Astrophil and Stella, Sonnet 50

Stella, the fullness of my thoughts of thee
Cannot be stayed within my panting breast,
But they do swell and struggle forth of me,
Till that in words thy figure be expressed.
And yet, as soon as they so formed be,
According to my Lord Love’s own behest,
With sad eyes I their weak proportion see,
To portrait that which in this world is best;
So that I cannot choose but write my mind,
And cannot choose but put out what I write,
While these poor babes their death in birth do find:
And now my pen these lines had dashed quite,
But that they stopped his fury from the same,
Because their forefront bare sweet Stella’s name.

I suggest you click here to open the sonnet in a separate window, so that you can refer directly to it as you read on through the analysis.

Reading notes: “formed” in line 5 and “dashed” in line 12 both have two syllables.

If my gentle reader is starting to complain that Sidney’s preoccupation with unrequited love grows tiresome and tedious, I reply, Yes, but doesn’t he have a bottomless grab-bag of varied poetic devices and gizmos?  Here we encounter meta-poetry, a poem that is about the writing of itself!  Or, to put that another way, a poem in which the speaker carries on a conversation, as it were, with the very words he is writing, as he writes them.

That is, when he writes

Stella, the fullness of my thoughts of thee
Cannot be stayed within my panting breast,
But they do swell and struggle forth of me,
Till that in words thy figure be expressed.

what he describes is literally happening as he writes that quatrain. In the poet’s passion (“panting breast”) his overcharged thoughts force their way out into words that express “thy figure”—a term with multiple senses. Most literally, it refers simply to Stella’s bodily shape, frame, or appearance; but in ascending levels of abstraction, it also refers to the image or likeness of that shape, an imaginary artistic expression of it (as in “figure drawing”), and, most pertinent to the context, the figurative language of poetry, giving the human form both image and meaning in a “figure of speech.”

In the second quatrain, the words have now been “formed,” at the “behest” of his ruler Love, but as he reads what he has written he realizes how pathetic a portrait (“their weak proportion”) they are, compared to the real thing—“that which in this world is best.”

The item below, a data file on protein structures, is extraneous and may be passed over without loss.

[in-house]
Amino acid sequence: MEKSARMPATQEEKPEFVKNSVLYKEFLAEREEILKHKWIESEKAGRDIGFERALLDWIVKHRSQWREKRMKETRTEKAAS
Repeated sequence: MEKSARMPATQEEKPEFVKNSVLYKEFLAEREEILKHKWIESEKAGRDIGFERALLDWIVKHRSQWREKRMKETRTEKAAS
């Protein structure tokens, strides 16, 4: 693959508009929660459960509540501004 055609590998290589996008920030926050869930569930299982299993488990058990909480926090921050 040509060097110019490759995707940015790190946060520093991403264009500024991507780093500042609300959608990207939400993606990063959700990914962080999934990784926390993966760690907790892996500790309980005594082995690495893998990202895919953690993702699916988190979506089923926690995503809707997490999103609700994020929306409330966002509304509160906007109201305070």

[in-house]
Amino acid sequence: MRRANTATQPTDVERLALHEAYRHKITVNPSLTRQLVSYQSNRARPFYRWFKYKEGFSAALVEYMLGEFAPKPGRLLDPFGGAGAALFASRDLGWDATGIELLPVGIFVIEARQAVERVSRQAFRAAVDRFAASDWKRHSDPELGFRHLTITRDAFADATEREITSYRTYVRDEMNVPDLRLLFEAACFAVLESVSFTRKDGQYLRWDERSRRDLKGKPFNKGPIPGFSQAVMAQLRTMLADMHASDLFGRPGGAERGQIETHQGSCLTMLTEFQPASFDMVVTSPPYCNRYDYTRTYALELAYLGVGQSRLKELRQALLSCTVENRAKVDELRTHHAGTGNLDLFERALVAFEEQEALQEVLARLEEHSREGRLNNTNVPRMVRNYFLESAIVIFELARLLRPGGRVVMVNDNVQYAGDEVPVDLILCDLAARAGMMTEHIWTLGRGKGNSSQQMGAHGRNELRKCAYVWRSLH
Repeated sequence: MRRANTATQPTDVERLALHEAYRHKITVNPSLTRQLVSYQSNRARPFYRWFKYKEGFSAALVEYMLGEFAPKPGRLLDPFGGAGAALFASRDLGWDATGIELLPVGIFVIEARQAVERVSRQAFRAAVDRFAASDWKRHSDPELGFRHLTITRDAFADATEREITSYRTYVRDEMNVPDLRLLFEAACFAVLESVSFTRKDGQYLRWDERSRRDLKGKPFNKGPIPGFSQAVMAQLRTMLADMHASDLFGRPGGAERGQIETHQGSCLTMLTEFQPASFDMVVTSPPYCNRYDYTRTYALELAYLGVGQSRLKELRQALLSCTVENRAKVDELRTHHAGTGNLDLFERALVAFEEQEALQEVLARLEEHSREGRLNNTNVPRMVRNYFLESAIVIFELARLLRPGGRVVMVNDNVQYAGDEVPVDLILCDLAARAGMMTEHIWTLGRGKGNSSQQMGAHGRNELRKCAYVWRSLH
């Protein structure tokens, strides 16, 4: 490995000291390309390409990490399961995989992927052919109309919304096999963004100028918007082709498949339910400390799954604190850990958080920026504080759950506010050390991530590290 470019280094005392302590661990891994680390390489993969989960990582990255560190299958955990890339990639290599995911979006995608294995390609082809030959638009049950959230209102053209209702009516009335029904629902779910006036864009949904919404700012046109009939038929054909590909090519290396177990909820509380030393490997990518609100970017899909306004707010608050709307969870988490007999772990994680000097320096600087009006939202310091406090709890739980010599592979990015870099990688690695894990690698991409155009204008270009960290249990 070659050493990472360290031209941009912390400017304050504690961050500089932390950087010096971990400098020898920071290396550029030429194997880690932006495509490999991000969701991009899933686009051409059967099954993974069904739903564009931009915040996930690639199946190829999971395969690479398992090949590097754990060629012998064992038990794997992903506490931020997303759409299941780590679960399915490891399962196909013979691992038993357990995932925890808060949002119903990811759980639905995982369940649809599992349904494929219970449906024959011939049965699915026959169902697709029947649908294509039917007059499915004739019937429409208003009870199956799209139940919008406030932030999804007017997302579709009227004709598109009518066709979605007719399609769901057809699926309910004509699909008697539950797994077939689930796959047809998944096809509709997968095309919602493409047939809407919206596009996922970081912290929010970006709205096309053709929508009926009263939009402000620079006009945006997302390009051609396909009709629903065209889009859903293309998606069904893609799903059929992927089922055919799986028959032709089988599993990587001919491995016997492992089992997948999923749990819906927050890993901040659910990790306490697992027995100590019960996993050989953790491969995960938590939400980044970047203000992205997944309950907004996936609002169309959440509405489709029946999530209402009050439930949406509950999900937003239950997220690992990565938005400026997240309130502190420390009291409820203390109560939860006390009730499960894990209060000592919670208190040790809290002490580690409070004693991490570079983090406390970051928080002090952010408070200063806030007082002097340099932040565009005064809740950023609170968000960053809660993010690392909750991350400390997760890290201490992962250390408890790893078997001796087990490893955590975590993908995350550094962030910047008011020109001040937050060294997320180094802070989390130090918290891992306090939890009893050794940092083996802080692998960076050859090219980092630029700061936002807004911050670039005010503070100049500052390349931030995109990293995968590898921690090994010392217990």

The “So that” at the start of the sestet is equivalent to “Thus,” meaning that what follows is a review of the conundrum he has just described in the octave, and its futile implications: he must write what he thinks (“my mind”), and then read what he writes, at which point the words are like still-born children—an echo, perhaps, of the “labor pains” connected with poetic creation near the end of Sonnet 1.

So, in the final tercet, his impulse is to strike out (“had dashed”) the words he has just written—i.e., this very sonnet—but he is prevented from doing so by the very first word (“their forefront”), Stella’s name.* The sonnet has very neatly come full circle and ended with its beginning.

* As Duncan-Jones notes, this is similar to a little piece of comic action in Shakespeare’s Two Gentlemen of Verona (I.2), when Julia tears up a note she has just written to her love Proteus, but then finds his name in the scraps, and cannot continue throwing them away.

Next time (weekend of June 13): Sonnet 51
Jonathan Smith is Professor of English at Hanover College, Hanover, Indiana.

Astrophil and Stella, Sonnet 49

I on my horse, and Love on me, doth try
Our horsemanships, while by strange work I prove
A horseman to my horse, a horse to Love;
And now man’s wrongs in me, poor beast, descry.
The reins wherewith my rider doth me tie,
Are humbled thoughts, which bit of reverence move,
Curbed in with fear, but with gilt boss above
Of hope, which makes it seem fair to the eye.
The wand is will; thou, fancy, saddle art,
Girt fast by memory; and while I spur
My horse, he spurs with sharp desire my heart;
He sits me fast, however I do stir;
And now hath made me to his hand so right,
That in the manage myself takes delight.

I suggest you click here to open the sonnet in a separate window, so that you can refer directly to it as you read on through the analysis.

Sidney was of course a skilled horseman, and there is an echo here of Sonnet 41, and his day of triumph. But within the first three lines, the speaker has turned himself “by strange work” into a monster: horse and rider at the same time (because Love, or Cupid, rides him at the same time he rides his horse). And after a transition in Line 4, the remainder of the sonnet develops this conceit in terms of the speaker’s new-found empathy with his own “poor beast” for the treatment he suffers. The poem bears comparison with Wyatt’s “My Galley, Charged with Forgetfulness,” in which different parts of the speaker’s mental process become either parts of a ship or aspects of the storm that troubles it. The abstract qualities here—thoughts, reverence, fear, hope, will, fancy, memory, and desire—are similarly matched up with the physical aspects of horsemanship: